Food Politics and Gender Politics

I just read a post on Marion Nestle’s blog, Food Politics, about Walmart’s new front-of-package “buy me” logo. Though the FDA hasn’t moved forward on putting together a system of front-of-package labeling to mark healthy and unhealthy food products, Walmart is going for it. The article suggests that the criteria for deciding which products receive a “Great for You” label are actually fairly stringent, which is a good thing.

But that’s not what caught my attention in this post. What caught my attention was the pull quote from the Walmart press release announcing this new labeling on their store-brand products:

Walmart moms are telling us they want to make healthier choices for their families, but need help deciphering all the claims and information already displayed on products…Our ‘Great For You’ icon provides customers with an easy way to quickly identify healthier food choices…this simple tool encourages families to have a healthier diet.

“Walmart moms.” Not, “our customers” or “Walmart families”, but specifically Walmart moms. It may be true that moms are the doing the majority of food shopping at Walmart, but phrasing like this precludes the possibility that anyone else in the family might have opinions or input into food choices. Do “Walmart dads” not care what their families eat? If this were a press release about a new power tool rating system, would we be hearing about what “Walmart moms” think? Probably not.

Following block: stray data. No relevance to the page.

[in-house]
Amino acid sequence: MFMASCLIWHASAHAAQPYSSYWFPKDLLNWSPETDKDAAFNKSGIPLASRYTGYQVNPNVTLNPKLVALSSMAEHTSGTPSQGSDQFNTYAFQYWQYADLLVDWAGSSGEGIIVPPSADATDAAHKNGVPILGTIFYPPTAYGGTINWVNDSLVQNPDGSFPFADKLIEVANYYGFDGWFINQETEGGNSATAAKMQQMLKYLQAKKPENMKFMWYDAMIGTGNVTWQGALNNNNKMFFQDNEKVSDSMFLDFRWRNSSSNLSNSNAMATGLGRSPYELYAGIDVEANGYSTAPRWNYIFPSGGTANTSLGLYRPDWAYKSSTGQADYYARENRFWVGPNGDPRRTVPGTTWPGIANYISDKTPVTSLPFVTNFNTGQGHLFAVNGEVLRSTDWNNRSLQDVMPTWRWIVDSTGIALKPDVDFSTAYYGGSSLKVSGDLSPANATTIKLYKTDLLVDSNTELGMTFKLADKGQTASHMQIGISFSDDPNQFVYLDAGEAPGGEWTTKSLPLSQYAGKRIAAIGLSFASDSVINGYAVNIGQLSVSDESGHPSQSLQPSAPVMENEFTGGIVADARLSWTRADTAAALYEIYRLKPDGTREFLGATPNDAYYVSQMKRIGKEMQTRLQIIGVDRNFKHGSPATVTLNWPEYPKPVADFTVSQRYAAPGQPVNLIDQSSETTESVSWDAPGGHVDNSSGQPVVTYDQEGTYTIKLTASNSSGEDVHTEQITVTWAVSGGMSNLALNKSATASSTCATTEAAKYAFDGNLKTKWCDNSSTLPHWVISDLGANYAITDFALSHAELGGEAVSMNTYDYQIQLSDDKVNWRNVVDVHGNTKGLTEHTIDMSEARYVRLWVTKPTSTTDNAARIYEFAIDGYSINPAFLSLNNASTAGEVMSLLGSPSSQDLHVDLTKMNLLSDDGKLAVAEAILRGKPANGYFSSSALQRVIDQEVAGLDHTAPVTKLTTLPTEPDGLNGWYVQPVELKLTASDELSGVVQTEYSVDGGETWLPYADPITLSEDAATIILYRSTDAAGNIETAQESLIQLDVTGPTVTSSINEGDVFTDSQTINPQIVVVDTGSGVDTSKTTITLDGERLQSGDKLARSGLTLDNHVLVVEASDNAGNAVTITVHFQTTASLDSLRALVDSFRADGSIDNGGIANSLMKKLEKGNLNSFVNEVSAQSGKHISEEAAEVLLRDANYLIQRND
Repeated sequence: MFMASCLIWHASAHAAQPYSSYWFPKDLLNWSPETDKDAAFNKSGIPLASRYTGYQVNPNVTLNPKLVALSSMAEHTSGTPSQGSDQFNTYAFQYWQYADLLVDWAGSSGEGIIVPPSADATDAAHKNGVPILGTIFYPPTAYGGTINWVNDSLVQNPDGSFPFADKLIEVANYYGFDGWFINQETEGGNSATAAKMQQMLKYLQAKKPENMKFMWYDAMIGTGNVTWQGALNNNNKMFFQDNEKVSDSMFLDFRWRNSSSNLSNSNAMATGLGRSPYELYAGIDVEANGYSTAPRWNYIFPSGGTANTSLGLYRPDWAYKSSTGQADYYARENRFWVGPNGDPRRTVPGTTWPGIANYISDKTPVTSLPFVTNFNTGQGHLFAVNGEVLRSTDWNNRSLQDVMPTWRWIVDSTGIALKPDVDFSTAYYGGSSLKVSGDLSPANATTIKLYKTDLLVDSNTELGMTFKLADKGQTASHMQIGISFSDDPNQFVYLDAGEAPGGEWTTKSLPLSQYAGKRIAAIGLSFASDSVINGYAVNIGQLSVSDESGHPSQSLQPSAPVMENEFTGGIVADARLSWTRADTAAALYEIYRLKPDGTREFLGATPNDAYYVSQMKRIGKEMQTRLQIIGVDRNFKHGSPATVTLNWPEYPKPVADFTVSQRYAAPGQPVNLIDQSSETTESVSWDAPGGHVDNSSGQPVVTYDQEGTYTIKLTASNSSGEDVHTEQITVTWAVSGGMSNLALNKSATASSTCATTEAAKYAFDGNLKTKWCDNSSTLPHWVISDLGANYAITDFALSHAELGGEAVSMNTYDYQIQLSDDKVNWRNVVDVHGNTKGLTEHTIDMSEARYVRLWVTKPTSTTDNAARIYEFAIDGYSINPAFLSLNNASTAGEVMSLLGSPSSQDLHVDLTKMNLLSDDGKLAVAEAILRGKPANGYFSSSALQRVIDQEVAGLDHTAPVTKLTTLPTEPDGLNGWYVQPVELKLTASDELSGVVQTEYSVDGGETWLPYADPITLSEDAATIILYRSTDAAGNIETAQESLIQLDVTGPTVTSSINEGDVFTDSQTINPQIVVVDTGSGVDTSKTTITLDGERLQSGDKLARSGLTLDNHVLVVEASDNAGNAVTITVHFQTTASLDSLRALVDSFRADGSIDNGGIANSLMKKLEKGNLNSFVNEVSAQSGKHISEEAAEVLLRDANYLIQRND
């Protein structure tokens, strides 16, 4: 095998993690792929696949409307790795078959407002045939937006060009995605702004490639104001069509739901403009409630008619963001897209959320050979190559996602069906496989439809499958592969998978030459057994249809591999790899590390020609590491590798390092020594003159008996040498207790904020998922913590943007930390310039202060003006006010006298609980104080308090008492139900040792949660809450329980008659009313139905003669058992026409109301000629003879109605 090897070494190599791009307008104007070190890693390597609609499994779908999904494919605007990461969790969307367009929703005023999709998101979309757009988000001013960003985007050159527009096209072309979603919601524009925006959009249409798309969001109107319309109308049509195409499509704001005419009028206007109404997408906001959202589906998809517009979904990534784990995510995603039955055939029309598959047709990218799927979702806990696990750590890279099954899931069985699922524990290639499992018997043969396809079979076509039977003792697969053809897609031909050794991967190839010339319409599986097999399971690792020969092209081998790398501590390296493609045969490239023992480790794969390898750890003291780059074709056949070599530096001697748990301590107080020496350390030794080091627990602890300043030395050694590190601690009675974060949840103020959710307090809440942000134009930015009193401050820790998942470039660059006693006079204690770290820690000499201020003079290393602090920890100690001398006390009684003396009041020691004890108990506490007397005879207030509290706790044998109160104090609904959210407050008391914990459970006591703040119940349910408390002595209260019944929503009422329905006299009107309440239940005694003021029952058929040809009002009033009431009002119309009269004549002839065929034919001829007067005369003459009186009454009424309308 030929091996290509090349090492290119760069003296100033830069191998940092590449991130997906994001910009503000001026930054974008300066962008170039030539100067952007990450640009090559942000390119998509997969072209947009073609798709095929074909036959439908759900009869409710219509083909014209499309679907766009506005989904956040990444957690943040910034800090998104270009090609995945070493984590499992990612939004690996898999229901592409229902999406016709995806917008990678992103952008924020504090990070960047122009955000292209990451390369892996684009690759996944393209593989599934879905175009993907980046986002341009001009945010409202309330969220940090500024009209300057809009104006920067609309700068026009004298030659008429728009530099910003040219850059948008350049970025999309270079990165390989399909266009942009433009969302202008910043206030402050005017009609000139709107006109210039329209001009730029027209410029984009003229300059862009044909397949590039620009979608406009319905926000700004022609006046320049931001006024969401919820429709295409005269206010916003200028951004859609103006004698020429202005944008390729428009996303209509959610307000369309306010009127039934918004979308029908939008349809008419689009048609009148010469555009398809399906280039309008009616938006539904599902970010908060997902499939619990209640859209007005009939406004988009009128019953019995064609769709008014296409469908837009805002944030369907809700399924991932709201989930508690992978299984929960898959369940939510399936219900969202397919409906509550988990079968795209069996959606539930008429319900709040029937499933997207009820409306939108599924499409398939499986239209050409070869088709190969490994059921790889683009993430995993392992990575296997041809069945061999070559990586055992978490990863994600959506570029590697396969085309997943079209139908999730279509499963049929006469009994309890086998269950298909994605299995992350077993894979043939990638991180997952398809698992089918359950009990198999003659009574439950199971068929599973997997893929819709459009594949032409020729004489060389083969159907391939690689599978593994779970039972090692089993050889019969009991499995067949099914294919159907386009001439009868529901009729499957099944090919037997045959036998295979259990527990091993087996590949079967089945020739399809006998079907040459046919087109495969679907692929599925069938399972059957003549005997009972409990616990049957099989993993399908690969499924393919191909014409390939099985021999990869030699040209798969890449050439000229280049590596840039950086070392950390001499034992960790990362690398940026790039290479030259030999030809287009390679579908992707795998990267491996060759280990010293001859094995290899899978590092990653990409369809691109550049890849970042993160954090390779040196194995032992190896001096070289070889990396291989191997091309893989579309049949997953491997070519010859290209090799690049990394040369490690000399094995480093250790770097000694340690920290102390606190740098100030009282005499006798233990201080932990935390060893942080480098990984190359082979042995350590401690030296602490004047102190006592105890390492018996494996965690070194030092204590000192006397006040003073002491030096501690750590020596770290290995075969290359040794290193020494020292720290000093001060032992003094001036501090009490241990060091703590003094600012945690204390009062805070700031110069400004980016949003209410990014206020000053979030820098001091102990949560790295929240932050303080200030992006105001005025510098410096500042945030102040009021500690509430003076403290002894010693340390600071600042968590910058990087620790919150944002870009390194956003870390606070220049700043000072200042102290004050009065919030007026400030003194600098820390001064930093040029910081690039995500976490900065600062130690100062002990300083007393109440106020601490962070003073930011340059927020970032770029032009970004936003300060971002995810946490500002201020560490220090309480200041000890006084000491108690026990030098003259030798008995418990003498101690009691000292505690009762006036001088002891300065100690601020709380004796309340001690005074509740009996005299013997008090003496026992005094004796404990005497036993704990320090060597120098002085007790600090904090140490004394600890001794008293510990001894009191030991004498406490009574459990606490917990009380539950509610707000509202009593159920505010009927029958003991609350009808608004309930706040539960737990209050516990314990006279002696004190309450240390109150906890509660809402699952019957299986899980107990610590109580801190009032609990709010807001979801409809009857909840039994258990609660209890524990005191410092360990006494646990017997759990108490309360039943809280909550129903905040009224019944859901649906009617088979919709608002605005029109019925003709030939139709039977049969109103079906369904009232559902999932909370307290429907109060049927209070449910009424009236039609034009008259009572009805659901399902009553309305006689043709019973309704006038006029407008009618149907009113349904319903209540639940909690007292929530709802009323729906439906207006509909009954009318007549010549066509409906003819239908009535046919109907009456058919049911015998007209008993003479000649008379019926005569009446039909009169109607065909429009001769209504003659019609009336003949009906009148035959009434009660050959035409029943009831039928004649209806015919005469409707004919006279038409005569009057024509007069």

I get it. I understand traditional gender roles and how embedded they are in our culture. I just wish that they weren’t. I wish that dads were also seen as caring about their families’ health. And I wish that moms were seen as caring about power tool safety. And I wish that gender didn’t play into this at all. I wish that I were reading about “Walmart parents” caring about the health of their families.

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2 thoughts on “Food Politics and Gender Politics

  1. Frosted Shredded Wheat is “Great for You”?

    I have many problems with this and it’s not restricted to the gender issue. I have problems with *Wal-Mart* attempting to tell you what’s healthy. I have seen too many People of Walmart photos to believe they’d care.

  2. Well, according to the guidelines, added sugars must be less than 25% of of total calories per serving. One can imagine that Frosted Shredded Wheat is probably better for you than Cocoa Cool Cereal just by the name.

    As for Walmart caring, well, think of it this way: it’s not a very good business model if your customers are increasingly dying or being severely incapacitated because of your products. From a marketing perspective, if you can get your customers to become more healthy, they’re likely to live longer and, therefore, to continue buying your products longer.

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